Veal Soup ~ Chikuzen-Style


I made Chikuzen-ni in July, and we were so impressed by the way the taro added a lovely smoothness and slight thickening to the soup that J. was inspired to make a beef stew in August with with the vegetable. The stew was my usual chuck in red wine and a bit of tomato sauce with potatoes, onions, and carrots, flavored with garlic, bay leaf, oregono, rosemary. The other day I saw some veal shoulder chops on sale, and it occurred to me that I could make the Japanese recipe but substitute the veal for the traditional chicken. I wish that I’d been able to find lotus root, which would have made this dish divine.

I’d encourage my readers to give taro a try! Taro is called sato-imo in Japan. It is the root of a perennial plant that is found all over tropical Asia. There are many varietyies of taro; the shape varies from small and round to long and sticklike. Peeled and cut, it has snow white flesh. It doesn’t have a distinctive flavor, but it has a pleasant, soft texture, something like a potato. Uncooked taro is much harder and hairyier than a potato so it is difficult to peel. Rinse the taro roots to remove dirt and some of the looser hairs and dry well with paper towels. Peel with a knife. When the flesh contacts water it becomes slippery so resist the urge to rinse the bits of peel and hairs that adhere to the root as you peel it! Cooking taro in water makes it more slimy. To reduce the sliminess, cook the taro briefly once or twice in new water and discard the water before proceeding with further preparations. In this recipe, the taro is coated with hot oil before cooking it in water, but I think it is the sliminess that contributes to the slick smooth mouthfeel of the soup.


Veal Soup ala Chikuzen Style>
veal soup with taro and root vegetables

serves 3 to 4

adapted from page 420
The Chicken

  • 1 pound veal shoulder chops, with bones
  • 1 teaspoon shoyu
  • 2 Tablespoons all-purpost flour
  • 1 Tablespoon sesame oil
  • 2 Tablespoons vegetable oil
Cut the meat from the bones. In a large bowl, toss the vealwith 1 teaspoon shoyu and let it stand for 10 minutes. Note: cook the bones in the sauce for flavor.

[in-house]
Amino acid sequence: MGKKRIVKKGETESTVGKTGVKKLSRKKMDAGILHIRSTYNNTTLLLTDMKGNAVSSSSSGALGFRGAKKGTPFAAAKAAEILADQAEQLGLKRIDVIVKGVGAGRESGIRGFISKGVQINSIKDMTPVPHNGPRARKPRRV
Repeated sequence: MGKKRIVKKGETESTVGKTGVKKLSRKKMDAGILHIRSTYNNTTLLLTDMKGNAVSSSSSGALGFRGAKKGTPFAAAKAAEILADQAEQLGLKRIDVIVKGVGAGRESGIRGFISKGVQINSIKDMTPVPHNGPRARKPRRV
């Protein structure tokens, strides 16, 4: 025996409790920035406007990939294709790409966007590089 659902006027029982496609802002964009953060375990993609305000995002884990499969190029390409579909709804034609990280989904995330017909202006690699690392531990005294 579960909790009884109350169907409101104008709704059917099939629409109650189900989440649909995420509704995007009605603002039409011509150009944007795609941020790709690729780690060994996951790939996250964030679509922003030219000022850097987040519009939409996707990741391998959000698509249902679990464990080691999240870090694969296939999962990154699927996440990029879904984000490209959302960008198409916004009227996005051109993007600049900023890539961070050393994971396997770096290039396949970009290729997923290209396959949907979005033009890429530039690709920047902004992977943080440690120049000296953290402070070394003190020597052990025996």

Drain the veal and wipe it dry with a paper towel. In a large baggie, toss the meat with the flour. Pat the chicken to remove excess flour, and let it stand for 3 minutes.
In a medium pot, heat the sesame and vegetable oils over medium heat. Add the veal, and cook until lightly browned, about 3 to 4 minutes.
Remove the veal from the pot, and reserve.
The Vegetables

  • ¾ pound mushrooms
  • ¾ pound small potatoes
  • 4 medium sato-imo (taro)
  • 1 medium carrot
  • hand-ful of green beans
  • 2 Tablespoons sugar
  • 2 Tablespoons saké
  • 2½ Tablespoons shoyu
Slice the mushrooms. Cut the small potatoes in half. Peel and cut the taro in 1 ½-inch chunks. Peel and cut the carrot into 1 ½-inch pieces. Trim the green beans and cut in half. Blanch them in salted boiling water, 1 to 2 minutes; chill immediately.
Brown the mushrooms, then add the potatoes, taro, and carrot to coat with oil. Return the veal (and the bones) to the pot and stir with the vegetables. Add enough water to barely submerge all the ingredients. Bring the mixture to a boil over medium heat. Gently simmer the mixture, covered with a drop lid for 20 minutes.
Add the green beans, the sugar, saké, and shoyu. Cook the mixture uncovered for 5 to 10 minutes, stirring so the food does not stick to the bottom.

  • Tamari, to taste
  • Shichimi togarashi
    (seven spice powder)
  • 2 Tablespoons minced parsley
  • 1 medium carrot
  • hand-ful of green beans
  • Plain cooked brown or white rice
Season the soup with tamari and shichimi togarashi. Sprinkle with parsley, and serve accompanied by plain white or brown rice.


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